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East meeting West: Anime, Manga and American Animation

East meeting West: Anime, Manga and American Animation

America’s fascination with all things Japanese long predates Keanu Reeves’s backflips or the recent adaptations of Ringu. The popularity of Japanese pop culture is a huge subject and even tackling Japanese manga and anime is daunting. Experts in the fields of manga and anime will have to excuse the necessary compression needed to introduce some of the history of these – by now – inescapable art forms.

To begin, manga are comics and anime stands for animated film in Japan. Due to its popularity, Disney animation left a big mark on anime on pre-war Japan that anime and manga absorbed. Those incredibly big eyes that Japanese cartoons sport are simply Bambie’s grandchildren in disguise. But there the parallels soon end. Whereas American animators seem to be positively ashamed of the two-dimensional space they are confined to and have been searching ever more novel ways of using 3D, Japanese manga and anime are at home in 2D and try to pack as much as possible into every frame or panel as is conceivable. A manga comic book will utilize panel space in a manner American comic books often frown upon. As mass-produced art, anime has a stature and recognition even American animated films, long accepted as a respectable style of filmmaking, have yet to achieve.


This isn’t to exaggerate how matters stand American comic strips are able to gain a large audience beyond committed comic strip fans. But manga and anime are able to call upon a much wider set of readers from all age groups than animation usually is able to elicit. Mamoru Oshii’s The Ghost in the Shell, for instance, is clearly targeted for adults. Even the original Godzilla or Gojira contains a notable sophistication even good animation like the Teenage Mutant Ninja Turtles and Donald Duck lack.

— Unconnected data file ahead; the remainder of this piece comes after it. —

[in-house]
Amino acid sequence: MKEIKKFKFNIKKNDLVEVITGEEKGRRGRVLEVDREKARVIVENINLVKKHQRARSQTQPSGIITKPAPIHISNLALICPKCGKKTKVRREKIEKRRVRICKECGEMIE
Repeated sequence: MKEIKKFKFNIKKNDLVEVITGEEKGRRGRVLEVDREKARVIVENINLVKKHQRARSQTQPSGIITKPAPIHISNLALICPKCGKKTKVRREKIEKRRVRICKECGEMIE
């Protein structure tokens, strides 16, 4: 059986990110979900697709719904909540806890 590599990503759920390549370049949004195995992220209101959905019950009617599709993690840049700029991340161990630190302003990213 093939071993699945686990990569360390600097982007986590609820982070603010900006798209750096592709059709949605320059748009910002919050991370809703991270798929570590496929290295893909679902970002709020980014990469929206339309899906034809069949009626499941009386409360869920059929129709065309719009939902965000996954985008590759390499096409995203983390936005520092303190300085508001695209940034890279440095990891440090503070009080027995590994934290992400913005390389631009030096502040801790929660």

The level of narrative depth of Osamu Tezuka’s Atom Boy (more commonly known as Astro Boy) is hard to match. Why, then, is anime still despite being everywhere not more well known? For starters, the Japanese anime that many people are familiar with (Speed Racer, Transformers, etc.) is often consciously drawn and created differently than the original versions to make it more appealing to a younger audience. To be sure, this is done in Japanese video games as well. But the latter often retains the epic-length and mentality anime has. What one is struck by is that anime conventions treat their favorite animated films and comics as worthy of comparison to Shakespeare and costumes are often hand made with detailed care.


This isn’t to make manga seem more scholarly or even foreign than it is. The male-driven audiences that, initially, composed most of the fandom clearly liked Japanese Pop more for its leggy, slender girls packing guns – a familiar image – than the complexity of story-telling. Nor is this to begrudge Invasion of the Body Snatchers, Alien, and The Terminator and similar efforts their place in the sun. But Hayao Miyazaki’s female-oriented tales like Princess Mononoke or the classic Akira have very few parallels to the West.